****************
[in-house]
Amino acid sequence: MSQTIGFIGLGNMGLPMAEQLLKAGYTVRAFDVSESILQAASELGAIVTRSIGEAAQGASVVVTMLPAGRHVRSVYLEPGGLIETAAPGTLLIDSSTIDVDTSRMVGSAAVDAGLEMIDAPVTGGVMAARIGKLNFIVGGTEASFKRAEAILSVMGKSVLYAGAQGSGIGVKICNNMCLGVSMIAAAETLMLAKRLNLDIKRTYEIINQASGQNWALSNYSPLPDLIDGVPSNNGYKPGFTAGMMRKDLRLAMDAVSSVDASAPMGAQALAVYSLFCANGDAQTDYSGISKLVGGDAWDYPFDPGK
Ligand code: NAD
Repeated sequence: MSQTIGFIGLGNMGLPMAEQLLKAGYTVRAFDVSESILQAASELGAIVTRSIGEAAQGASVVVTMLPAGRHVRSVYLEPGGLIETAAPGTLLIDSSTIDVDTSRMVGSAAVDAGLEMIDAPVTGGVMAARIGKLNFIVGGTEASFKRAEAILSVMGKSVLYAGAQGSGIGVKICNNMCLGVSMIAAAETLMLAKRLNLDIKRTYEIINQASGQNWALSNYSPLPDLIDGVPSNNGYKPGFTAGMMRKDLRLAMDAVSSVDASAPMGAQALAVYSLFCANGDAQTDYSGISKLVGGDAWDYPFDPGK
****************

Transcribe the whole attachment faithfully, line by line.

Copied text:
[in-house]
Amino acid sequence: MSQTIGFIGLGNMGLPMAEQLLKAGYTVRAFDVSESILQAASELGAIVTRSIGEAAQGASVVVTMLPAGRHVRSVYLEPGGLIETAAPGTLLIDSSTIDVDTSRMVGSAAVDAGLEMIDAPVTGGVMAARIGKLNFIVGGTEASFKRAEAILSVMGKSVLYAGAQGSGIGVKICNNMCLGVSMIAAAETLMLAKRLNLDIKRTYEIINQASGQNWALSNYSPLPDLIDGVPSNNGYKPGFTAGMMRKDLRLAMDAVSSVDASAPMGAQALAVYSLFCANGDAQTDYSGISKLVGGDAWDYPFDPGK
Ligand code: NAD
Repeated sequence: MSQTIGFIGLGNMGLPMAEQLLKAGYTVRAFDVSESILQAASELGAIVTRSIGEAAQGASVVVTMLPAGRHVRSVYLEPGGLIETAAPGTLLIDSSTIDVDTSRMVGSAAVDAGLEMIDAPVTGGVMAARIGKLNFIVGGTEASFKRAEAILSVMGKSVLYAGAQGSGIGVKICNNMCLGVSMIAAAETLMLAKRLNLDIKRTYEIINQASGQNWALSNYSPLPDLIDGVPSNNGYKPGFTAGMMRKDLRLAMDAVSSVDASAPMGAQALAVYSLFCANGDAQTDYSGISKLVGGDAWDYPFDPGK